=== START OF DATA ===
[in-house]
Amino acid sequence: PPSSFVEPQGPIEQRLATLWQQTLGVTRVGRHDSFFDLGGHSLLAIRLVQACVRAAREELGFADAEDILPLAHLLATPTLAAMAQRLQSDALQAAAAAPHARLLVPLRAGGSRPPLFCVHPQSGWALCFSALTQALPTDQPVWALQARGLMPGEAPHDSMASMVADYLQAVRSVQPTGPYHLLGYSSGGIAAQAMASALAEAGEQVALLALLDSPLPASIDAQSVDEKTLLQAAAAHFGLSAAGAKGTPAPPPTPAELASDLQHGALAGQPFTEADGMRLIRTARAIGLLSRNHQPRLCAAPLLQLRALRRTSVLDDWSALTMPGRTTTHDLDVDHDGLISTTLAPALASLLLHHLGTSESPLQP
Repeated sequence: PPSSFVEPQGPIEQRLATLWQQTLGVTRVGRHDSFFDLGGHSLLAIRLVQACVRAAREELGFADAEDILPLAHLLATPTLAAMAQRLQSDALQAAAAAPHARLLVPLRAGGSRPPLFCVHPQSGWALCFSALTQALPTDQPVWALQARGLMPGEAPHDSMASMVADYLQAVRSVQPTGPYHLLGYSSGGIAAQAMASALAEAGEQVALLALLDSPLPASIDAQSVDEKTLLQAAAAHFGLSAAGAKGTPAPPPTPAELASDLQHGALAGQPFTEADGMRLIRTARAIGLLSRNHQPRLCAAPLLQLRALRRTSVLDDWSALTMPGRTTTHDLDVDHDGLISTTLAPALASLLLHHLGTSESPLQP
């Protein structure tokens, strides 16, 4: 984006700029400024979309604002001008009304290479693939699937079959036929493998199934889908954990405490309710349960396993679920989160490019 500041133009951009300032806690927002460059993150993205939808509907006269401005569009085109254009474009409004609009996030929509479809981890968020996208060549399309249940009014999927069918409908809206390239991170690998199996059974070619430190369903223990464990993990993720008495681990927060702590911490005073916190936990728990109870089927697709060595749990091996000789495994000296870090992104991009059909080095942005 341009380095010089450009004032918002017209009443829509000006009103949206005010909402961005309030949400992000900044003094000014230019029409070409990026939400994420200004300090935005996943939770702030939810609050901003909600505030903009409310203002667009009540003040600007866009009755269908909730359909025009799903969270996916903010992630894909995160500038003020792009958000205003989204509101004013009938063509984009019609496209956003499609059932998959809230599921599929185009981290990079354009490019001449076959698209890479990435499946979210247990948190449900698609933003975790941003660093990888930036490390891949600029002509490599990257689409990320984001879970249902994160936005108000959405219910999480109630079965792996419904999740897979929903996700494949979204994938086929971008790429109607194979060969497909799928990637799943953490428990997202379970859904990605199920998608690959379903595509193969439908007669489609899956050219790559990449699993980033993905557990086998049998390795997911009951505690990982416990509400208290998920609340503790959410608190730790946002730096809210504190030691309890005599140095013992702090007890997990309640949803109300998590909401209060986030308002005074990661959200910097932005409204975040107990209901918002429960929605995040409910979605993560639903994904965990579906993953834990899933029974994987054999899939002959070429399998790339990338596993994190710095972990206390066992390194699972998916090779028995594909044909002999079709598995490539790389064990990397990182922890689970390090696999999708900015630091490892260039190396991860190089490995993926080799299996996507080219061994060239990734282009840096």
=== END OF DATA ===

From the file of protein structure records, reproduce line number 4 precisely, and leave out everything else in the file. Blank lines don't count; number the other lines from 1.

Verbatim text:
């Protein structure tokens, strides 16, 4: 984006700029400024979309604002001008009304290479693939699937079959036929493998199934889908954990405490309710349960396993679920989160490019 500041133009951009300032806690927002460059993150993205939808509907006269401005569009085109254009474009409004609009996030929509479809981890968020996208060549399309249940009014999927069918409908809206390239991170690998199996059974070619430190369903223990464990993990993720008495681990927060702590911490005073916190936990728990109870089927697709060595749990091996000789495994000296870090992104991009059909080095942005 341009380095010089450009004032918002017209009443829509000006009103949206005010909402961005309030949400992000900044003094000014230019029409070409990026939400994420200004300090935005996943939770702030939810609050901003909600505030903009409310203002667009009540003040600007866009009755269908909730359909025009799903969270996916903010992630894909995160500038003020792009958000205003989204509101004013009938063509984009019609496209956003499609059932998959809230599921599929185009981290990079354009490019001449076959698209890479990435499946979210247990948190449900698609933003975790941003660093990888930036490390891949600029002509490599990257689409990320984001879970249902994160936005108000959405219910999480109630079965792996419904999740897979929903996700494949979204994938086929971008790429109607194979060969497909799928990637799943953490428990997202379970859904990605199920998608690959379903595509193969439908007669489609899956050219790559990449699993980033993905557990086998049998390795997911009951505690990982416990509400208290998920609340503790959410608190730790946002730096809210504190030691309890005599140095013992702090007890997990309640949803109300998590909401209060986030308002005074990661959200910097932005409204975040107990209901918002429960929605995040409910979605993560639903994904965990579906993953834990899933029974994987054999899939002959070429399998790339990338596993994190710095972990206390066992390194699972998916090779028995594909044909002999079709598995490539790389064990990397990182922890689970390090696999999708900015630091490892260039190396991860190089490995993926080799299996996507080219061994060239990734282009840096």